April 13, 2022 By Lee Berthiaume, The Canadian Press
OTTAWA — Prime Minister Justin Trudeau has weighed in on growing calls to declare Russia’s actions in Ukraine as genocide, saying it is “absolutely right” that the term is being used given rampant allegations of war crimes and other human rights violations.
Trudeau made the comments during a news conference in Laval, Que., on Wednesday, after U.S. President Joe Biden told reporters the previous day that Russia’s conduct in Ukraine appeared to his eyes to be a genocide.
While both North American leaders noted that it will be up to lawyers to determine whether Russia’s actions meet the international standard for genocide, they were nonetheless united in welcoming use of the term.
“As President Biden highlighted, there are official processes around determinations of genocide,” Trudeau said. “But I think it’s absolutely right that more and more people be talking and using the word ‘genocide’ in terms of what Russia is doing.”
The prime minister went on to list a series of war crimes and human rights violations allegedly perpetrated by Russian forces under the direction of President Vladimir Putin, including deliberate attacks on civilians and the use of sexual violence.
“They’re attacking Ukrainian identity and culture,” Trudeau said. “These are all things that are war crimes that Putin is responsible for. These are all things that are crimes against humanity.”
He went on to say that Canada has dispatched RCMP investigators to help the International Criminal Court collect evidence to ultimately hold Putin and other Russian leaders to account.
Biden last week had stopped short of saying Russia’s actions amounted to genocide, but reversed course in a speech on Tuesday.
“Yes, I called it genocide,” he told reporters in Iowa shortly before boarding Air Force One to return to Washington. “It’s become clearer and clearer that Putin is just trying to wipe out the idea of even being a Ukrainian.”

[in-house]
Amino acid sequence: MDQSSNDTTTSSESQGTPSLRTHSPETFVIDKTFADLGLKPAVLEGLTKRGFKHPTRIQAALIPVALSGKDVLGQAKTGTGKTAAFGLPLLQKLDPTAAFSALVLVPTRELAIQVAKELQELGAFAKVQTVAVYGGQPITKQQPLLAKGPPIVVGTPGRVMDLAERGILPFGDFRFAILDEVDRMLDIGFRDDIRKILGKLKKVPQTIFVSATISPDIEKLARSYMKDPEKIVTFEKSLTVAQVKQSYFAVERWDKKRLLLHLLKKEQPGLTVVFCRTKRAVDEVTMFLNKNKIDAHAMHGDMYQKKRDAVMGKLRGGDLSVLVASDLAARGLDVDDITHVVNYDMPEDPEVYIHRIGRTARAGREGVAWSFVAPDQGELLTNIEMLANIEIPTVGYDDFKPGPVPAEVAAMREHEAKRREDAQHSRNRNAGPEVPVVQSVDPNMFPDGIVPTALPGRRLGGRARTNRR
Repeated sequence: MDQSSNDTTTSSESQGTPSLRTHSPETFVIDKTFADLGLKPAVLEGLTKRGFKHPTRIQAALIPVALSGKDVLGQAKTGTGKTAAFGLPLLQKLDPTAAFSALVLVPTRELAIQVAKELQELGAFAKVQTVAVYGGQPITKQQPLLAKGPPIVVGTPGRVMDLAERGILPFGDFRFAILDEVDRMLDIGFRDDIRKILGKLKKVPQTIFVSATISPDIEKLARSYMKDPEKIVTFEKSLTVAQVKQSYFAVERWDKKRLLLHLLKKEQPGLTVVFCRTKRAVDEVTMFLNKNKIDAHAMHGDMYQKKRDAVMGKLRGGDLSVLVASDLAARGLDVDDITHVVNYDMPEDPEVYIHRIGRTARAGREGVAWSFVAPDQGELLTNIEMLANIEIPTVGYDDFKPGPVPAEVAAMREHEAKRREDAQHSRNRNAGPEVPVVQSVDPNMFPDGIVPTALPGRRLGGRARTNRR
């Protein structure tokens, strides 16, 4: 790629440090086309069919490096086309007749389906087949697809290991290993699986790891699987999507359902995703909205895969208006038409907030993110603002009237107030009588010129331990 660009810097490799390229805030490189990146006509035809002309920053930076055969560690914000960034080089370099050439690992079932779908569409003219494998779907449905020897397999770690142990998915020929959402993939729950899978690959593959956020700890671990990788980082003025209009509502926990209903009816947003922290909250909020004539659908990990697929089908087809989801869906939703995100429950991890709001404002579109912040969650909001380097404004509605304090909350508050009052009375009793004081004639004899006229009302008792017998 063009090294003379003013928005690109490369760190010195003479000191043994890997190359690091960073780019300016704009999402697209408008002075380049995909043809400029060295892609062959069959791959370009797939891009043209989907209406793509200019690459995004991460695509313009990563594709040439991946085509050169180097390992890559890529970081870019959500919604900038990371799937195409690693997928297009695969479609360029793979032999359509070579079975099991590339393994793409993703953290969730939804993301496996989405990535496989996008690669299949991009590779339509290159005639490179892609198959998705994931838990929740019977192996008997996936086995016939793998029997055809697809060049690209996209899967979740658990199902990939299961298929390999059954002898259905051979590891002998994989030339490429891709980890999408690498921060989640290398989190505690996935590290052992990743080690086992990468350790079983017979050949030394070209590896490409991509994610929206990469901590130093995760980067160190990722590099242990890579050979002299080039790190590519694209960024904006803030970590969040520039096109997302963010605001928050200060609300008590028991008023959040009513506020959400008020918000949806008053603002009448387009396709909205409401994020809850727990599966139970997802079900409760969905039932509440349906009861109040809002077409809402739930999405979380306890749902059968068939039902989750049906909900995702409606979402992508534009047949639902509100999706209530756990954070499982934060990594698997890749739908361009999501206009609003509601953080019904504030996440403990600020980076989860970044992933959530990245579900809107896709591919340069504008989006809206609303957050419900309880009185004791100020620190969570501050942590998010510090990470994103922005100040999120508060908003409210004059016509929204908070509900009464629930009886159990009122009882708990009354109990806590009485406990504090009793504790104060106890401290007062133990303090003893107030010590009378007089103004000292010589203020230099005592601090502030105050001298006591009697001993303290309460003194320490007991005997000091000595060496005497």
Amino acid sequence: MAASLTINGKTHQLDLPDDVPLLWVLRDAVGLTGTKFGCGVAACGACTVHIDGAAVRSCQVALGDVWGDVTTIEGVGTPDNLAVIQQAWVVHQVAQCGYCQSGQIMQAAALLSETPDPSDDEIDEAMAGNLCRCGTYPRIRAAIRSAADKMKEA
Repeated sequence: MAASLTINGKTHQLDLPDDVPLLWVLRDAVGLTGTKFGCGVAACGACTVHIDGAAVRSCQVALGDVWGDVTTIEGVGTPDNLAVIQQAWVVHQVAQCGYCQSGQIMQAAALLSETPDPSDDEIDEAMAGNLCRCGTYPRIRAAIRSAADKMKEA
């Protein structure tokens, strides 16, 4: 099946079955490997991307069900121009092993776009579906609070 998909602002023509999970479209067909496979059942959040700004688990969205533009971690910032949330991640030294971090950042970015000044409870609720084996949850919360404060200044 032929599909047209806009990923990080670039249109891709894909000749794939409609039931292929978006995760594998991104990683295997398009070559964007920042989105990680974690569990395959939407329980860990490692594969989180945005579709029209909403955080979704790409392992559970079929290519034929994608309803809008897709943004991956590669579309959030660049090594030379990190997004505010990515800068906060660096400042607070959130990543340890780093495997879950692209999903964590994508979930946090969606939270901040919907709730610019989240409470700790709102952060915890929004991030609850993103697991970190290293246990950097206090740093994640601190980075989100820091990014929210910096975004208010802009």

The U.S. president said it would be up to lawyers to decide if Russia’s conduct met the international standard for genocide, as Ukrainian officials have claimed, but added, “it sure seems that way to me.”
“More evidence is coming out literally of the horrible things that the Russians have done in Ukraine, and we’re only going to learn more and more about the devastation and let the lawyers decide internationally whether or not it qualifies,” he said.
Biden’s comments drew praise from Ukrainian President Volodymyr Zelenskyy, who had encouraged Western leaders to use the term to describe Russia’s invasion of his country.
“True words of a true leader, POTUS,” he tweeted Tuesday. “Calling things by their names is essential to stand up to evil. We are grateful for US assistance provided so far and we urgently need more heavy weapons to prevent further Russian atrocities.”
French President Emmanuel Macron declined to take his rhetoric that far in comments Wednesday.
“I am prudent with terms today,” Macron said. “Genocide has a meaning. I look at the facts, and I want to continue to try the utmost to be able to stop the war and restore peace. I’m not sure if the escalation of words serves our cause.”
Macron added that it’s been established the Russian army has committed war crimes in Ukraine.
A United Nations treaty, to which the U.S. is a party, defines genocide as actions taken with the “intent to destroy, in whole or in part, a national, ethnical, racial or religious group.”
World leaders have often dodged formally declaring bloody campaigns such as Russia’s invasion of Ukraine as genocide, hesitating to trigger an obligation that requires countries to intervene once genocide is formally identified.
In 1994, that obligation was seen as blocking former U.S. president Bill Clinton from declaring Rwandan Hutus’ killing of 800,000 ethnic Tutsis as a genocide.
— with files from The Associated Press